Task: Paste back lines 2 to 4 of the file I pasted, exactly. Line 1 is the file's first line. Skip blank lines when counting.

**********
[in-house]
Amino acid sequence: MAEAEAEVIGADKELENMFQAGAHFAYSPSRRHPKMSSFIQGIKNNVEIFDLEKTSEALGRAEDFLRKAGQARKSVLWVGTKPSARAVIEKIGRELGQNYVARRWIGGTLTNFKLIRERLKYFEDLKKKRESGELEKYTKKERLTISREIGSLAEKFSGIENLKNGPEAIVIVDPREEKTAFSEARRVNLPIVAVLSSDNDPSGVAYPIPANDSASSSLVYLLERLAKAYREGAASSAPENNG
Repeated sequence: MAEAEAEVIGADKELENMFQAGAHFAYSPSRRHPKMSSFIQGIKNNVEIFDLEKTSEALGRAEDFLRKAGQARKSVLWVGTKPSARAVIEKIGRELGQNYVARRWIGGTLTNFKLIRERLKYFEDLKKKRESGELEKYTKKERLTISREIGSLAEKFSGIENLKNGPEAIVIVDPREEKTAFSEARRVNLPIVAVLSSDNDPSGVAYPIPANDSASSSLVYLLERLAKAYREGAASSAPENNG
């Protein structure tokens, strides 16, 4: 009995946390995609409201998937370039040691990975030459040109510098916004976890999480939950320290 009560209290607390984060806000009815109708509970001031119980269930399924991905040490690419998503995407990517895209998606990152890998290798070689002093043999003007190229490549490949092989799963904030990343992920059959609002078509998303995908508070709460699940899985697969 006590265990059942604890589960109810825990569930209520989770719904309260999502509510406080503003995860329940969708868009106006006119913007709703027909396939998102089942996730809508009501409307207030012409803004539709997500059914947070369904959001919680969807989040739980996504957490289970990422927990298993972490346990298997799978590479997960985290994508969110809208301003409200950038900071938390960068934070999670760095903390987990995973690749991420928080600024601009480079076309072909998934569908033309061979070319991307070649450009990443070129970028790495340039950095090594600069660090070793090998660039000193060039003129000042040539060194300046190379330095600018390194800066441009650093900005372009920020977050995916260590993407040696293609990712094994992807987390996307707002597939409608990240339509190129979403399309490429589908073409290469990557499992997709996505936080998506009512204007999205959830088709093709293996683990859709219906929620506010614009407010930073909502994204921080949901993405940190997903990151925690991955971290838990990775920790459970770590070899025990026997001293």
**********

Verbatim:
Amino acid sequence: MAEAEAEVIGADKELENMFQAGAHFAYSPSRRHPKMSSFIQGIKNNVEIFDLEKTSEALGRAEDFLRKAGQARKSVLWVGTKPSARAVIEKIGRELGQNYVARRWIGGTLTNFKLIRERLKYFEDLKKKRESGELEKYTKKERLTISREIGSLAEKFSGIENLKNGPEAIVIVDPREEKTAFSEARRVNLPIVAVLSSDNDPSGVAYPIPANDSASSSLVYLLERLAKAYREGAASSAPENNG
Repeated sequence: MAEAEAEVIGADKELENMFQAGAHFAYSPSRRHPKMSSFIQGIKNNVEIFDLEKTSEALGRAEDFLRKAGQARKSVLWVGTKPSARAVIEKIGRELGQNYVARRWIGGTLTNFKLIRERLKYFEDLKKKRESGELEKYTKKERLTISREIGSLAEKFSGIENLKNGPEAIVIVDPREEKTAFSEARRVNLPIVAVLSSDNDPSGVAYPIPANDSASSSLVYLLERLAKAYREGAASSAPENNG
């Protein structure tokens, strides 16, 4: 009995946390995609409201998937370039040691990975030459040109510098916004976890999480939950320290 009560209290607390984060806000009815109708509970001031119980269930399924991905040490690419998503995407990517895209998606990152890998290798070689002093043999003007190229490549490949092989799963904030990343992920059959609002078509998303995908508070709460699940899985697969 006590265990059942604890589960109810825990569930209520989770719904309260999502509510406080503003995860329940969708868009106006006119913007709703027909396939998102089942996730809508009501409307207030012409803004539709997500059914947070369904959001919680969807989040739980996504957490289970990422927990298993972490346990298997799978590479997960985290994508969110809208301003409200950038900071938390960068934070999670760095903390987990995973690749991420928080600024601009480079076309072909998934569908033309061979070319991307070649450009990443070129970028790495340039950095090594600069660090070793090998660039000193060039003129000042040539060194300046190379330095600018390194800066441009650093900005372009920020977050995916260590993407040696293609990712094994992807987390996307707002597939409608990240339509190129979403399309490429589908073409290469990557499992997709996505936080998506009512204007999205959830088709093709293996683990859709219906929620506010614009407010930073909502994204921080949901993405940190997903990151925690991955971290838990990775920790459970770590070899025990026997001293």